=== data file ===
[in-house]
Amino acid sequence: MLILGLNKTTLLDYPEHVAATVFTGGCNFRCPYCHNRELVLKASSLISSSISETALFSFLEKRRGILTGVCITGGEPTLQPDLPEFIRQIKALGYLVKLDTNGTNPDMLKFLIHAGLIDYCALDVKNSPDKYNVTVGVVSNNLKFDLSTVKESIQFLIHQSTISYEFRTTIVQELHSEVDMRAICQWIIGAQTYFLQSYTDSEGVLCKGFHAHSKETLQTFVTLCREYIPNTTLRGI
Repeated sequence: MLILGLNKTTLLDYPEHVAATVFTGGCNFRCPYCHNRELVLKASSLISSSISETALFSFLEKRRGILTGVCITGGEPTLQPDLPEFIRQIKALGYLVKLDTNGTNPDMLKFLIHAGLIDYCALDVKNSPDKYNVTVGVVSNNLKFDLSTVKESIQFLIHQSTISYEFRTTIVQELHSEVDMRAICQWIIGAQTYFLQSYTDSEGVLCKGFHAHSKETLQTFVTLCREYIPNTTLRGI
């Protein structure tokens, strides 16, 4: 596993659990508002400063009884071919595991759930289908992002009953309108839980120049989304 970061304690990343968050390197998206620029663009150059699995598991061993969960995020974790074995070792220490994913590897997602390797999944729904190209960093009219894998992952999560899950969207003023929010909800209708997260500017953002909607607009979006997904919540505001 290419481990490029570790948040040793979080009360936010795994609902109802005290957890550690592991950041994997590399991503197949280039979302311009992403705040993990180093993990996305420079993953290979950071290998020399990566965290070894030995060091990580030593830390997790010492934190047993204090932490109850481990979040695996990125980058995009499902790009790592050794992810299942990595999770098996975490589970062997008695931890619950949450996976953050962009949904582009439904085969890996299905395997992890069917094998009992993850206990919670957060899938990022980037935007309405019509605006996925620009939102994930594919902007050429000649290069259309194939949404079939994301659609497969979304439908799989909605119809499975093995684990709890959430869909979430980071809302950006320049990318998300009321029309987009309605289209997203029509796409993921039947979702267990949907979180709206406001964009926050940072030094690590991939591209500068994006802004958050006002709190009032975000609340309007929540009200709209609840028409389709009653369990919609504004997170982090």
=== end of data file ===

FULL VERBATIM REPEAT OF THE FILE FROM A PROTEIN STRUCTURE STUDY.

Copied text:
[in-house]
Amino acid sequence: MLILGLNKTTLLDYPEHVAATVFTGGCNFRCPYCHNRELVLKASSLISSSISETALFSFLEKRRGILTGVCITGGEPTLQPDLPEFIRQIKALGYLVKLDTNGTNPDMLKFLIHAGLIDYCALDVKNSPDKYNVTVGVVSNNLKFDLSTVKESIQFLIHQSTISYEFRTTIVQELHSEVDMRAICQWIIGAQTYFLQSYTDSEGVLCKGFHAHSKETLQTFVTLCREYIPNTTLRGI
Repeated sequence: MLILGLNKTTLLDYPEHVAATVFTGGCNFRCPYCHNRELVLKASSLISSSISETALFSFLEKRRGILTGVCITGGEPTLQPDLPEFIRQIKALGYLVKLDTNGTNPDMLKFLIHAGLIDYCALDVKNSPDKYNVTVGVVSNNLKFDLSTVKESIQFLIHQSTISYEFRTTIVQELHSEVDMRAICQWIIGAQTYFLQSYTDSEGVLCKGFHAHSKETLQTFVTLCREYIPNTTLRGI
């Protein structure tokens, strides 16, 4: 596993659990508002400063009884071919595991759930289908992002009953309108839980120049989304 970061304690990343968050390197998206620029663009150059699995598991061993969960995020974790074995070792220490994913590897997602390797999944729904190209960093009219894998992952999560899950969207003023929010909800209708997260500017953002909607607009979006997904919540505001 290419481990490029570790948040040793979080009360936010795994609902109802005290957890550690592991950041994997590399991503197949280039979302311009992403705040993990180093993990996305420079993953290979950071290998020399990566965290070894030995060091990580030593830390997790010492934190047993204090932490109850481990979040695996990125980058995009499902790009790592050794992810299942990595999770098996975490589970062997008695931890619950949450996976953050962009949904582009439904085969890996299905395997992890069917094998009992993850206990919670957060899938990022980037935007309405019509605006996925620009939102994930594919902007050429000649290069259309194939949404079939994301659609497969979304439908799989909605119809499975093995684990709890959430869909979430980071809302950006320049990318998300009321029309987009309605289209997203029509796409993921039947979702267990949907979180709206406001964009926050940072030094690590991939591209500068994006802004958050006002709190009032975000609340309007929540009200709209609840028409389709009653369990919609504004997170982090």